Biography of Irish Labor Activist, James Larkin

James Larkin is an Irish labor organizer and activist. Growing up in the slums of Liverpool where he was born in 1874, James had little proper education and worked through many jobs as a young man to help in the family income. He eventually rose to the rank of a supervisor at the Liverpool docks witnessing the unfair treatment of employees.


The committed socialist later joined (NUDL) National Union of Dock Laborers before he chose to be a regular union organizer. He used militant methods in organizing strikes and got moved to Dublin. Here, he formed the Irish Transport and General Workers Union (ITGWU) with the aim of uniting all workers into a single organization. He later founded the Irish Labor Party that led to the famed Dublin Lockout in 1913. The strike went on for eight months with 100,000 workers taking part which resulted in them getting right to equal and fair treatment.


When World War 1 broke out, he led big anti-war demos and went overseas to the US giving lectures and drumming for money to fight against Britain. James Larkin was arrested in the red scare of 1919 when he tried to turn the Socialist party to Communist party. He got convicted of communism as well as political anarchy since he was a fervent Marxist and imprisoned in Sing Sing. However, he was exonerated of the charges three years later and banished back to Ireland. Communist International recognized James Larkin after he formed the Worker’s Union of Ireland in 1924. He was a workers rights activist until his death in January 1947.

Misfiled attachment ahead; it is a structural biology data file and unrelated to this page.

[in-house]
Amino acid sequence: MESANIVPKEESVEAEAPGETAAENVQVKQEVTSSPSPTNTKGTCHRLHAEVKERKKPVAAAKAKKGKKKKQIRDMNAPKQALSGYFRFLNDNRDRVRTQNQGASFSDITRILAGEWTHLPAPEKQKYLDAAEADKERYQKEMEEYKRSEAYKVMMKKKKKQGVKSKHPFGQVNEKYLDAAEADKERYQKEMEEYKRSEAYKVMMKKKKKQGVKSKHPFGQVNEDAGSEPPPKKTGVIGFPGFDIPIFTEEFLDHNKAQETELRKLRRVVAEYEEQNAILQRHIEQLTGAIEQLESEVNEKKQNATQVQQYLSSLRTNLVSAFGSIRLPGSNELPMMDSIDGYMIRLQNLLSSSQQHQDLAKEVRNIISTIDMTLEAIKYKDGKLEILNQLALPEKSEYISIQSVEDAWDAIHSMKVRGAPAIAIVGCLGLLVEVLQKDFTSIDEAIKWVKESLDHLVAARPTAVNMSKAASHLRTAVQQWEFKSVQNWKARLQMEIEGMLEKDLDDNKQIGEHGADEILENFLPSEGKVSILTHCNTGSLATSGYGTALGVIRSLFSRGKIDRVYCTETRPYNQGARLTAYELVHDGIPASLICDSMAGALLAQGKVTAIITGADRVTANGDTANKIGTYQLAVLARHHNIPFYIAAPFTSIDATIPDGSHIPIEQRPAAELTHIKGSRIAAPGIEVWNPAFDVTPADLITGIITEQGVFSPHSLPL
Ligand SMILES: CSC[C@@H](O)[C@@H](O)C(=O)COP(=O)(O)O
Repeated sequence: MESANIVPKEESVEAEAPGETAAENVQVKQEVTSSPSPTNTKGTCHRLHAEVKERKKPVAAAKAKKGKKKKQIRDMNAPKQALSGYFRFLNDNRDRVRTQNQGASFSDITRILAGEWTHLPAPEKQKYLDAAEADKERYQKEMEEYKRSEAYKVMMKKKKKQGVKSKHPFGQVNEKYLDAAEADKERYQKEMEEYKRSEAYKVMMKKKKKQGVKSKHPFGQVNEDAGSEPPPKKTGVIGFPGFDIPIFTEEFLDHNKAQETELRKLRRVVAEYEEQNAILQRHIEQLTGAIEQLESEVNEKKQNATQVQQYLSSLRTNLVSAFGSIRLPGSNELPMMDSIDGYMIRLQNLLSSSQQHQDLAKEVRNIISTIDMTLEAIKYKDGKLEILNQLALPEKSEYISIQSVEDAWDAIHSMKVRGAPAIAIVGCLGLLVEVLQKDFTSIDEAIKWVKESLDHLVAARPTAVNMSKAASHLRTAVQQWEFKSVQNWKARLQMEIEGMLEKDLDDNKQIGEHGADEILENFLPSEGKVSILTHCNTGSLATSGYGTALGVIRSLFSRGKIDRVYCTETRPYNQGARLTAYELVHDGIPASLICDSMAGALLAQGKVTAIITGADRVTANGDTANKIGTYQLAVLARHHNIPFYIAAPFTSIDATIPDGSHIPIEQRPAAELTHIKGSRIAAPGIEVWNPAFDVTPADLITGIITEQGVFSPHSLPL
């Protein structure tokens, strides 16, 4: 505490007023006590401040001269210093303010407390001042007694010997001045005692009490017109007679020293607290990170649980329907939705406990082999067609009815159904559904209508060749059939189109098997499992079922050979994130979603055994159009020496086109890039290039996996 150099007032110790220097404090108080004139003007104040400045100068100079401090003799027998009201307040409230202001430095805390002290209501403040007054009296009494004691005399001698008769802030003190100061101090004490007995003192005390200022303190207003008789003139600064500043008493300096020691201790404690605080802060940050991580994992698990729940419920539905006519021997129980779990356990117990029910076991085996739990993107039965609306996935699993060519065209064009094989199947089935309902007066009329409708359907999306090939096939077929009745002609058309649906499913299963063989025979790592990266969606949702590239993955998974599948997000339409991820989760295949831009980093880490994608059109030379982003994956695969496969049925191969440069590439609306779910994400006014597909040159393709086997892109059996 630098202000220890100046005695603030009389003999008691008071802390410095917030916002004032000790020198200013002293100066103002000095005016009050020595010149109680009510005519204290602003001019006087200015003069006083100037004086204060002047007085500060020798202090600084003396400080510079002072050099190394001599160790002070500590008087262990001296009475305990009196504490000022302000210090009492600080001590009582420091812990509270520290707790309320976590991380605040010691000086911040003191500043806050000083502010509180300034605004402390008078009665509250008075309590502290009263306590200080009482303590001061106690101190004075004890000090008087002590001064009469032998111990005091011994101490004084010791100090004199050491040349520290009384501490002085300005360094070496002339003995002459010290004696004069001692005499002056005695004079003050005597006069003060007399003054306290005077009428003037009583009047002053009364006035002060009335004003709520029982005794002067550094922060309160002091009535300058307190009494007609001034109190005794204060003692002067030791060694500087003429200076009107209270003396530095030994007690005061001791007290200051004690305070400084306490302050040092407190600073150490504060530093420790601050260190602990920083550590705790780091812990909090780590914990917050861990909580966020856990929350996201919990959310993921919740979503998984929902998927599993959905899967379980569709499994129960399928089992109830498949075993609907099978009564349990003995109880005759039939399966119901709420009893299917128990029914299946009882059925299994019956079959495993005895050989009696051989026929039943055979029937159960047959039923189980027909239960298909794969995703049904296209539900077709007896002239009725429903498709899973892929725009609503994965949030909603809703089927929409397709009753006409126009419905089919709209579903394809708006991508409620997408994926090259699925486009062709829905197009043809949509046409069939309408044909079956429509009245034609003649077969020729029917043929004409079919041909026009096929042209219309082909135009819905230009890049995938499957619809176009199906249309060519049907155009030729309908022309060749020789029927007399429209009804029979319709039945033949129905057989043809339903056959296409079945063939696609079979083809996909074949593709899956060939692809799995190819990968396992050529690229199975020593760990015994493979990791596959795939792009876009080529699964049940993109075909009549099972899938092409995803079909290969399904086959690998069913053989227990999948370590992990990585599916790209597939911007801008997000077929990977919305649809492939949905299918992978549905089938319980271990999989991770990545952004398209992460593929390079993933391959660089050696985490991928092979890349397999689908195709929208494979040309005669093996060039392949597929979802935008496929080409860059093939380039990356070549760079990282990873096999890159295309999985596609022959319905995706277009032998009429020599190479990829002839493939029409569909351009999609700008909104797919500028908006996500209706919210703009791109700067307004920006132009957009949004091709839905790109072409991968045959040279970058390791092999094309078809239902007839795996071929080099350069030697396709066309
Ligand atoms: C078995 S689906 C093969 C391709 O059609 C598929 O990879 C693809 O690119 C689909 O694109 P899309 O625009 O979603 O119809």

James Larkin’s life was riddled with insecurity, a fact that led to him falling out with key members and allies in the Labor party and ITGWU as well as his wife, Elizabeth. This was triggered by the deportation making him frustrated where he indulged in outrageous behavior. The Dublin Lockout had made him an egomaniac who could not take criticism.